People thought it odd that I chose to paint a raw chicken for my food show. At the time, I had no idea that raw chicken had played a part in an earlier creative endeavor. I was rereading my novel, The Mother Load. It was published in 1986. The lead character is a starving actor. In this scene, she has accepted her first job. She is to play a chicken at a poultry farmers' convention: "When the costume arrived, I pulled off the casing and stared dumbly at the contents. If this was a chicken, where were the feathers? With horror, I realized my professional debut was to be in the role of a plucked pullet. The costume was the shape of a six-foot headless chicken. It was coated with a noxious, pale yellow, lumpy polyurethane. On the breast was a large tag that read, "Lickin' Chicken." Licking seemed inadvisable. You certainly wouldn't want to eat it. There were small eye holes in the breastbone but no air holes. The costume smelled like a chicken--one that had been left on the counter for several days."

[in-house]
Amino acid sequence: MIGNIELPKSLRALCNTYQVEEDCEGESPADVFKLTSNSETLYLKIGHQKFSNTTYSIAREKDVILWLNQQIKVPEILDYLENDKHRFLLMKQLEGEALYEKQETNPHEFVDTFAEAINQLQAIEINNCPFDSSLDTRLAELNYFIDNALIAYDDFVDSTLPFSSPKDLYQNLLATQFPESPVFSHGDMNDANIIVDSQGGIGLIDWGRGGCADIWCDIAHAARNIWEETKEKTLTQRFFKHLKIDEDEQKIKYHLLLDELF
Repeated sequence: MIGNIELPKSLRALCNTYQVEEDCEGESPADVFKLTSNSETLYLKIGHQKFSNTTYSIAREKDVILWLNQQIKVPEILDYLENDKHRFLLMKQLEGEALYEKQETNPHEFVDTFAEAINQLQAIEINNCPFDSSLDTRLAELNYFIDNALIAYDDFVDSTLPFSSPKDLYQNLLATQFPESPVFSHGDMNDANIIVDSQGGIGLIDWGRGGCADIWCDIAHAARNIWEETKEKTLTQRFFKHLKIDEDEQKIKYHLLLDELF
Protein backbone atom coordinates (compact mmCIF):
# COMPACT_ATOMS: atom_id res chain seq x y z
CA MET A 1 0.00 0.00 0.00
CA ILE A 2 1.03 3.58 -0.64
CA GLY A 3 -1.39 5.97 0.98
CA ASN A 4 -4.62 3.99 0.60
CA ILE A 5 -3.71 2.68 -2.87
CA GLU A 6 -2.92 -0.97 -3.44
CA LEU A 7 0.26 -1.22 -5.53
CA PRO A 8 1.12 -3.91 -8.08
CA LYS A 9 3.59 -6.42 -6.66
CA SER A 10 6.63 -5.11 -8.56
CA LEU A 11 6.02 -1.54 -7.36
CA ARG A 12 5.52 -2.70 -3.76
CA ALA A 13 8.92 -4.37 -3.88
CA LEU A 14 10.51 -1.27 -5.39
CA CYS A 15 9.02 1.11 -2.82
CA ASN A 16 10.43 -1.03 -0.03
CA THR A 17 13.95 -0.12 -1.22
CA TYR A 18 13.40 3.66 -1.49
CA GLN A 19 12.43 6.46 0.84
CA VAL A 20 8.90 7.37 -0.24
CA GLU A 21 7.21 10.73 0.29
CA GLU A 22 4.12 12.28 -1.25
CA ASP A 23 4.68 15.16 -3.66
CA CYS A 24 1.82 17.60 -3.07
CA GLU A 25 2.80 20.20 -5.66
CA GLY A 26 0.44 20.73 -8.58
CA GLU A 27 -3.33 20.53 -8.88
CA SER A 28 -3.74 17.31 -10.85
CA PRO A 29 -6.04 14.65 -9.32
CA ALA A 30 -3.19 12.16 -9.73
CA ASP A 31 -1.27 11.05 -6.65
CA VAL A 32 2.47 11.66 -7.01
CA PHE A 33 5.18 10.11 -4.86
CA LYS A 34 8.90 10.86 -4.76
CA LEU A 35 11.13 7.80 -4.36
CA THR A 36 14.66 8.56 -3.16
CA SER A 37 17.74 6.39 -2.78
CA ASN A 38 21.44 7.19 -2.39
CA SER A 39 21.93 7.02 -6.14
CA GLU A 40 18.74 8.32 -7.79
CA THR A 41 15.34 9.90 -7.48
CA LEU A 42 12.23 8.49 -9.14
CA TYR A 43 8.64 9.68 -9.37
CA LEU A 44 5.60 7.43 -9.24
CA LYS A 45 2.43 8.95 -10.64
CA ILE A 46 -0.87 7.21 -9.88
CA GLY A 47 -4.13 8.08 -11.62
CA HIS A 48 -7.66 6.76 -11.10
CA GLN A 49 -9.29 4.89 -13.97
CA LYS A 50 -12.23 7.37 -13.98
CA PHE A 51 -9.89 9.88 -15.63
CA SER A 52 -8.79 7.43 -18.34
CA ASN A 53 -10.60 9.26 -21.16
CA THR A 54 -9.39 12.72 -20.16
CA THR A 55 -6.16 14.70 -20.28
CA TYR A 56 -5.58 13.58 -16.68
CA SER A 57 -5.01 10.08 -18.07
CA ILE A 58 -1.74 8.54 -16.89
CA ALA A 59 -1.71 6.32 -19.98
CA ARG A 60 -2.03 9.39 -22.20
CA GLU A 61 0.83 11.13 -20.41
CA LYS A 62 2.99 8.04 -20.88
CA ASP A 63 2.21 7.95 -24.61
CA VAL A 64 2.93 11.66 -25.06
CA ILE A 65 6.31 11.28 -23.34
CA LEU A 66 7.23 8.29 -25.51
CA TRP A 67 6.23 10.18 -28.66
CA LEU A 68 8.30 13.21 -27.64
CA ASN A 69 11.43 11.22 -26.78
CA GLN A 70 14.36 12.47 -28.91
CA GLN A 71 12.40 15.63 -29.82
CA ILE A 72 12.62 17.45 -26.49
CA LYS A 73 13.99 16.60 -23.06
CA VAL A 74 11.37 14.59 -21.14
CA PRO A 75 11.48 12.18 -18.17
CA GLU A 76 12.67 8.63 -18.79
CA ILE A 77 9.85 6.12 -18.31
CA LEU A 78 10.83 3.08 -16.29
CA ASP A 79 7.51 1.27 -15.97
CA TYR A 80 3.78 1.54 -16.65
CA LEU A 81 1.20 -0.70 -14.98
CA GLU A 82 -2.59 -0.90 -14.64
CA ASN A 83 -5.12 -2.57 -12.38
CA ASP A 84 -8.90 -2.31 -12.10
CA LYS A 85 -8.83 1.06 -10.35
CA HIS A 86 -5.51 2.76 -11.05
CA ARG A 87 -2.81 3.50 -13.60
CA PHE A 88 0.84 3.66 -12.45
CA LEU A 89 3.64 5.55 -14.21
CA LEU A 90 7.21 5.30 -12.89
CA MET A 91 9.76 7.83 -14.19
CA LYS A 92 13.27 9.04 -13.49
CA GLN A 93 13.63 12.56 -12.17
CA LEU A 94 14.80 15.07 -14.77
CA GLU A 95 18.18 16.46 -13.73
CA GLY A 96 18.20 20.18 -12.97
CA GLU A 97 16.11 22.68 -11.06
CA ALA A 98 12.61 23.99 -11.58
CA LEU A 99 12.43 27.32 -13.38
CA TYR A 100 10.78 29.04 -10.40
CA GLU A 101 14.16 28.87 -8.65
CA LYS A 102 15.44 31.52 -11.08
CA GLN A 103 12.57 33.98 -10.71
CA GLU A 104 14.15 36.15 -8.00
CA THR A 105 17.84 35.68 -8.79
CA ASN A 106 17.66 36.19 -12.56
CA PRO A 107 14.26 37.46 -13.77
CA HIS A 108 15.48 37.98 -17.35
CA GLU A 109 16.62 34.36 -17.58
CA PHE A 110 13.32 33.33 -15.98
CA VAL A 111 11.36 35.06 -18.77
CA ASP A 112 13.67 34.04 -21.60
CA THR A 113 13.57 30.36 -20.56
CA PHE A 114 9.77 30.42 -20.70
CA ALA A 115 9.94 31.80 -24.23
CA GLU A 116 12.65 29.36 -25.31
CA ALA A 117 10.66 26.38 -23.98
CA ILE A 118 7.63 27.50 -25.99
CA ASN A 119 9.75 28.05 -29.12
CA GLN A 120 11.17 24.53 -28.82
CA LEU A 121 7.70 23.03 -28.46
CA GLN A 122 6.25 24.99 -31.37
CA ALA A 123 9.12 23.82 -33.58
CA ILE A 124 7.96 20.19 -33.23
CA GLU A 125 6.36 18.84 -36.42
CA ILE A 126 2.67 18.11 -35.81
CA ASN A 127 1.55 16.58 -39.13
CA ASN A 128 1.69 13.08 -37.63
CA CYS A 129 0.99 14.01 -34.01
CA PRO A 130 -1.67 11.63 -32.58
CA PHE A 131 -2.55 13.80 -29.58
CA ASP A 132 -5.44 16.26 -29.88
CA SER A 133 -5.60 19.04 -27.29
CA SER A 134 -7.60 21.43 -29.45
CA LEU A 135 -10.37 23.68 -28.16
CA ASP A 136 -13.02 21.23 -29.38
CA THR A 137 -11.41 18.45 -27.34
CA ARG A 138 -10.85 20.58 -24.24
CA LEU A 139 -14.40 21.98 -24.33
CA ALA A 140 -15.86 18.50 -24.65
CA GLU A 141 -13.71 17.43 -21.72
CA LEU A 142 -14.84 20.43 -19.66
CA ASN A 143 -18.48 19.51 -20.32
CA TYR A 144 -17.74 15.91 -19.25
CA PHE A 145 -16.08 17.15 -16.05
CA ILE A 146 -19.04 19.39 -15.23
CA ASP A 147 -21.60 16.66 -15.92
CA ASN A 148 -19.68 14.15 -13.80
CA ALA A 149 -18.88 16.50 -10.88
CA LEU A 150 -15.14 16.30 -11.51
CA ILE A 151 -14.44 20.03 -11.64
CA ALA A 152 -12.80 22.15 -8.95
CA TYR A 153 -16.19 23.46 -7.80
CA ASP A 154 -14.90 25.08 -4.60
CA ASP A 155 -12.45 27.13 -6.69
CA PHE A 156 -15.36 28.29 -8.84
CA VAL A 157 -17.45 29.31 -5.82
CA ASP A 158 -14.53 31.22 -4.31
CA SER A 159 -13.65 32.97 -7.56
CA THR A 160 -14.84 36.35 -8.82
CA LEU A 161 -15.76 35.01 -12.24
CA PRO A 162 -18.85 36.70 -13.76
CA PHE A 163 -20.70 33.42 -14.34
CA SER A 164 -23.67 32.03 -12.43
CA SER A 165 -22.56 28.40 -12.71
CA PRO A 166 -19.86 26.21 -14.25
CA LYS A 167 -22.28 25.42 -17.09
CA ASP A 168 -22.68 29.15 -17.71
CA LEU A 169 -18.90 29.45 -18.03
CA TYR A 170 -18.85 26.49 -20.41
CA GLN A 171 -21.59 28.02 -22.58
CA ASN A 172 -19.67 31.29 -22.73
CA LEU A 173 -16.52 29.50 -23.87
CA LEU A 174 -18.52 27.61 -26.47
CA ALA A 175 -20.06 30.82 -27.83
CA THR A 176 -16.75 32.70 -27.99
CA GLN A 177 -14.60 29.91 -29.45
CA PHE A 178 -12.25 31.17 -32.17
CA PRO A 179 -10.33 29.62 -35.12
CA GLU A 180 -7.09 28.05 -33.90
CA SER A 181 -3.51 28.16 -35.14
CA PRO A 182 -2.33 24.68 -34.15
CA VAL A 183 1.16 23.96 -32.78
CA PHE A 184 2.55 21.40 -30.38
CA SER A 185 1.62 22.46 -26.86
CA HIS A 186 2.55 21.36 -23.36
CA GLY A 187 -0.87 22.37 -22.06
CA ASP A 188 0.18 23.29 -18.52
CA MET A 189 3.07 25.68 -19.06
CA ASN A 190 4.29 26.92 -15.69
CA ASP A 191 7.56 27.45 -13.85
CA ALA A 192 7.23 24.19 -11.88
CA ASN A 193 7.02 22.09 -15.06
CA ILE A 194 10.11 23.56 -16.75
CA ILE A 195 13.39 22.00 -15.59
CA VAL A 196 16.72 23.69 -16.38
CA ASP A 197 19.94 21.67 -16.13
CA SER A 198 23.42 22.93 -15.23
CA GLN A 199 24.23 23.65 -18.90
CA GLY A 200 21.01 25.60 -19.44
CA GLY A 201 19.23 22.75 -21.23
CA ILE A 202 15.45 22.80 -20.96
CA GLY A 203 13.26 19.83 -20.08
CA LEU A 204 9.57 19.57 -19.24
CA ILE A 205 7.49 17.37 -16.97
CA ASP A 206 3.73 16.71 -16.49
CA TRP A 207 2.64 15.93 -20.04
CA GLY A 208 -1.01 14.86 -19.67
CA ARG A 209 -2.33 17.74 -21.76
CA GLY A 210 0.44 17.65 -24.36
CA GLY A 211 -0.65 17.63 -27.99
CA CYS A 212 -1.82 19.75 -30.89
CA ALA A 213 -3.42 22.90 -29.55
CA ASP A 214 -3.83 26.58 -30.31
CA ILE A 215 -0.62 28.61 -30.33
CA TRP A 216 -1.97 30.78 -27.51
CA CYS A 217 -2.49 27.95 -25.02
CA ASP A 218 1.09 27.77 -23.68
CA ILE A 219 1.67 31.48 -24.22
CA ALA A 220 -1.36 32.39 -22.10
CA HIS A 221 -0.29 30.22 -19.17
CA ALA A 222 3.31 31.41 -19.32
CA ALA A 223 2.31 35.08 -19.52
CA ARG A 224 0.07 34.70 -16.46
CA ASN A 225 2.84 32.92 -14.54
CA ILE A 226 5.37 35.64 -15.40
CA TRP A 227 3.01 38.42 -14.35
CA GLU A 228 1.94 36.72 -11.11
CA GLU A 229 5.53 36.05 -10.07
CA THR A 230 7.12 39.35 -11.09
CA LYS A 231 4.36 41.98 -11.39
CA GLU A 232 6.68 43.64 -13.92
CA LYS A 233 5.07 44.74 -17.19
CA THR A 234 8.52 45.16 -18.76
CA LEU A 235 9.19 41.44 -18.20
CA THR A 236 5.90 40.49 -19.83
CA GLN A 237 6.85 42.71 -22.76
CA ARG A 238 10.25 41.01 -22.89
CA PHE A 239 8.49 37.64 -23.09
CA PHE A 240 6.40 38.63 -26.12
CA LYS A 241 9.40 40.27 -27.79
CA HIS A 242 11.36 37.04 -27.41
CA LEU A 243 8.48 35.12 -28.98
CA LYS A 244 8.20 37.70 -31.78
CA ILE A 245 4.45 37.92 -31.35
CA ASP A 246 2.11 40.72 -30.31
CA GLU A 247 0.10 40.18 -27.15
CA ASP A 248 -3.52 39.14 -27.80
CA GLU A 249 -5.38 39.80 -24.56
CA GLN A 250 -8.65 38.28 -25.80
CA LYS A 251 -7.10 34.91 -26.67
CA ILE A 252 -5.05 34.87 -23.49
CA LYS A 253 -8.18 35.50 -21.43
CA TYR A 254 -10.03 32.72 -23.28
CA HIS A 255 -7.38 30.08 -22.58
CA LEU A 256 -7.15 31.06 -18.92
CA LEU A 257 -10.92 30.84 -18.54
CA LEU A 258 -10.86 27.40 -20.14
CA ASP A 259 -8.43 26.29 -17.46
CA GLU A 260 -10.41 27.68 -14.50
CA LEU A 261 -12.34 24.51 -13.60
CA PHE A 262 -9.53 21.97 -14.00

Of all the things lurking in my subconscious, I never expected raw chicken to make an appearance. Twice.